The Status of Nepal’s Mammals

The Status of Nepal’s Mammals


This landmark publication gives us, for the first time, a comprehensive and detailed understanding of the national conservation status of the 208 species of Nepalese mammals. Almost a quarter of Nepal’s mammals are threatened with extinction (23%). However, the true percentage of threatened mammals will probably be much worse than this, because 38% of the species are Data Deficient, and many of these will almost certainly be found to be threatened once they have been properly studied.

The Status of Nepal's Mammals

The Status of Nepal’s Mammals

The most threatened group of mammals in the country is the ungulates, of which 57% are threatened. Species such as the Barasingha Rucervus duvaucelii, the Hog Deer Axis porcinus and the Himalayan Musk Deer Moschus leucogaster have globally important populations in Nepal, as do the South Asian River Dolphin Platanista gangetica, Greater One-horned Rhinoceros Rhinoceros unicornis and the Hispid Hare Caprolagus hispidus. The most poorly known groups in Nepal are the small mammals (bats, shrews, rodents), of which 48% are Data Deficient.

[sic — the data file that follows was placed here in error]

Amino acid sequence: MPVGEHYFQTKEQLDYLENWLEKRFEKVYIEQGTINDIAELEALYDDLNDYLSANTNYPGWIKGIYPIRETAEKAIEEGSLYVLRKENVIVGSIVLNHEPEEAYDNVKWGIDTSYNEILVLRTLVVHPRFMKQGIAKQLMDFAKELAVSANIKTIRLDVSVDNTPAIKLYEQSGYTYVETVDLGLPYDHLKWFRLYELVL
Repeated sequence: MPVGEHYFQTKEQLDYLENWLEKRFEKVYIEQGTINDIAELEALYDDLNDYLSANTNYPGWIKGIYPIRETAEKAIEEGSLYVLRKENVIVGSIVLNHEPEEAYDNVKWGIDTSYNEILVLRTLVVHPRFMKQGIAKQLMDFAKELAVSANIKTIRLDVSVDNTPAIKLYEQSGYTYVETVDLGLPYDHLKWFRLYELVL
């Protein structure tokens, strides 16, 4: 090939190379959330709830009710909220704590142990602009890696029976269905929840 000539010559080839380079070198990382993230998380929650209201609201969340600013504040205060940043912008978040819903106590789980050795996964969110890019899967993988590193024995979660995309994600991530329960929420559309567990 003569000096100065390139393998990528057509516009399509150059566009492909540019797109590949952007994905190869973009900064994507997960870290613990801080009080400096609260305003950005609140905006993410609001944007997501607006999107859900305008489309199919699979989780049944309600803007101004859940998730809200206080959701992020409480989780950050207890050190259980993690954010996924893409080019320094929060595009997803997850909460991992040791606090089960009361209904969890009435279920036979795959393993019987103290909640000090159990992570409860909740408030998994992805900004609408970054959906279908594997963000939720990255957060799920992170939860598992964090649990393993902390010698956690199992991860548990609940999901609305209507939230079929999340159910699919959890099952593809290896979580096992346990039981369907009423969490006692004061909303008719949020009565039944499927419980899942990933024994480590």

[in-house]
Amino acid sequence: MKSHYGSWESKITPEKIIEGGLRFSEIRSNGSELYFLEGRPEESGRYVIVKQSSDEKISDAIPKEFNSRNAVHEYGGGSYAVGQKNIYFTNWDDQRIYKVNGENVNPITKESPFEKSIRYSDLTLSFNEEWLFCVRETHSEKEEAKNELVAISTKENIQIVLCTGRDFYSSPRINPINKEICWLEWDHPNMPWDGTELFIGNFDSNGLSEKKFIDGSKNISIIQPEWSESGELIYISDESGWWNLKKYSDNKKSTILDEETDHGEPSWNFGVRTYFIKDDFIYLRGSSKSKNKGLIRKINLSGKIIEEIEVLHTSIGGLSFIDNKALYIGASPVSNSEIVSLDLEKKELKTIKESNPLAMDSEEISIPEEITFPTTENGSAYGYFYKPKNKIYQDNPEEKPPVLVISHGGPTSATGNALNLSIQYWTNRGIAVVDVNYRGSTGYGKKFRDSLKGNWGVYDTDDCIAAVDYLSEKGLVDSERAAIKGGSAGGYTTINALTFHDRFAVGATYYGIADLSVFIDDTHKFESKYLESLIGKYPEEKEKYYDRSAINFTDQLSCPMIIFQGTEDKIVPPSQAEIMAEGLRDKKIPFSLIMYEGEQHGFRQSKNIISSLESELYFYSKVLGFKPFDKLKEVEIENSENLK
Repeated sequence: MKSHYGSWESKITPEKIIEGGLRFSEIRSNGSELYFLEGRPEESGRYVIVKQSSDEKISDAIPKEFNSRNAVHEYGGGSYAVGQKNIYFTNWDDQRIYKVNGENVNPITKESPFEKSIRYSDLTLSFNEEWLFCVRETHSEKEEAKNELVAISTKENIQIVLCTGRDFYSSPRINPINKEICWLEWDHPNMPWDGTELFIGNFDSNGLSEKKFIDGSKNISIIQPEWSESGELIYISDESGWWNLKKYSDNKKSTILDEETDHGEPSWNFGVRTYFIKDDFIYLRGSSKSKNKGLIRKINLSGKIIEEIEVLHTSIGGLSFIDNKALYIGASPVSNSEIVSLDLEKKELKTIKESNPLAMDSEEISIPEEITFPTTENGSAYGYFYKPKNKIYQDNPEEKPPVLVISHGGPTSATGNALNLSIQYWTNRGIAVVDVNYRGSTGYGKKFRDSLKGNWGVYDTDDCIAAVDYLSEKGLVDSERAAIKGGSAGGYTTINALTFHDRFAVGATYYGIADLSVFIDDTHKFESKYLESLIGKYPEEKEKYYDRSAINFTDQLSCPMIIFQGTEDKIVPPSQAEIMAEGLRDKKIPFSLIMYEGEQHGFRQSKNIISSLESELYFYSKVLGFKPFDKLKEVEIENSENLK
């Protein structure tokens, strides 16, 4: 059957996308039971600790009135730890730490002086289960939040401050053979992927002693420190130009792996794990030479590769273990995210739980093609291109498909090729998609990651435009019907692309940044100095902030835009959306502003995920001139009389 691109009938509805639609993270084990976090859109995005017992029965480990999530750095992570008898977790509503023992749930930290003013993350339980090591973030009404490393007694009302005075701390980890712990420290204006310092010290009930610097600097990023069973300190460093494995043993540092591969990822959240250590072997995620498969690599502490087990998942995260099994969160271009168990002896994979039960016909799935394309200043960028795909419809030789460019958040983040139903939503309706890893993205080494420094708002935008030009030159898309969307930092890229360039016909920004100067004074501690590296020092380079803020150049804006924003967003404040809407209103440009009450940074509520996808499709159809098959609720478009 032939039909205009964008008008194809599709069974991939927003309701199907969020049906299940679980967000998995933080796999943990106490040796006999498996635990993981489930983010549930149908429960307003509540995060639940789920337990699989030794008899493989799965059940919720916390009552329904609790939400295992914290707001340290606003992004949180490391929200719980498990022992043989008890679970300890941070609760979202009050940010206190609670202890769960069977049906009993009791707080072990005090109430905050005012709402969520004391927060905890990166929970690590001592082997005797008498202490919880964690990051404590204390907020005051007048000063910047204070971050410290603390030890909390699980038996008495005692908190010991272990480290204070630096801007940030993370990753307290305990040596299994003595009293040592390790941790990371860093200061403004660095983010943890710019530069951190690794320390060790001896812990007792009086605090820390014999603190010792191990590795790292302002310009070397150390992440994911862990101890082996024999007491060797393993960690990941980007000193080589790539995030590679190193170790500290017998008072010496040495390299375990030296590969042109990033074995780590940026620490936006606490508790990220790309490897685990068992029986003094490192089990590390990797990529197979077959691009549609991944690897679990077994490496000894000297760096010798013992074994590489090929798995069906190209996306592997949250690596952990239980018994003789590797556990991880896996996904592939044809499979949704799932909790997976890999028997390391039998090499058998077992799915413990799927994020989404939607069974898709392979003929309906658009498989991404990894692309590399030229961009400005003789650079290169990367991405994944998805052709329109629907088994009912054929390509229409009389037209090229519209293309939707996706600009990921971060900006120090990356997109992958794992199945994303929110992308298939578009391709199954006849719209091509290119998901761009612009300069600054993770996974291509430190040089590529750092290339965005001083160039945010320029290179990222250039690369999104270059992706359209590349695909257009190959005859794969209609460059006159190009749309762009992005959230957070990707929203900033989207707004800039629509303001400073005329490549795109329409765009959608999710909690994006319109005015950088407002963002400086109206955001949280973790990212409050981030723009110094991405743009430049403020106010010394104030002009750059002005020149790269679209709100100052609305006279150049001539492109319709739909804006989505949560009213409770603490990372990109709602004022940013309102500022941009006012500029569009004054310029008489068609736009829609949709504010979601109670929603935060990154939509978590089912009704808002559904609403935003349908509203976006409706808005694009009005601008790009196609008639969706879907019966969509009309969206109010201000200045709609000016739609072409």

The Status of Nepal’s Mammals has been an invaluable project which was only possible due to the contribution of many committed scientists and conservationists, and the close collaboration between: the Government of Nepal, Ministry of Forest and Soil Conservation, Department of National Parks and Wildlife Conservation; the National Trust for Nature Conservation; the International Union for Conservation of Nature (IUCN); and the Zoological Society of London. Long-term commitment is needed to continue producing national red lists in the region, including birds, reptiles, amphibians, fish and flowering plants. Nepal was one of 183 governments that are parties of the Convention on Biological Diversity that adopted the following target at the Nagoya conference in October 2010: By 2020 the extinction of known threatened species has been prevented and their conservation status, particularly of those most in decline, has been improved and sustained. This book provides an excellent basis for measuring whether or not Nepal can achieve this important target for mammals.

This publication will have the following outputs for conservation:

1) It provides a baseline for further assessments, monitoring changes in mammal status by calculating the National Mammal Red List Index for Nepal and also measuring the success of conservation projects that have already been implemented.

2) It can influence the implementation of national legislation and policies, and international conventions in Nepal.

3) Because The Status of Nepal’s Mammals enhances global knowledge on species, it contributes to the growth and updating of the global IUCN Red List of Threatened Species.

You can see the full publication of the Nepal Red List of Mammals here.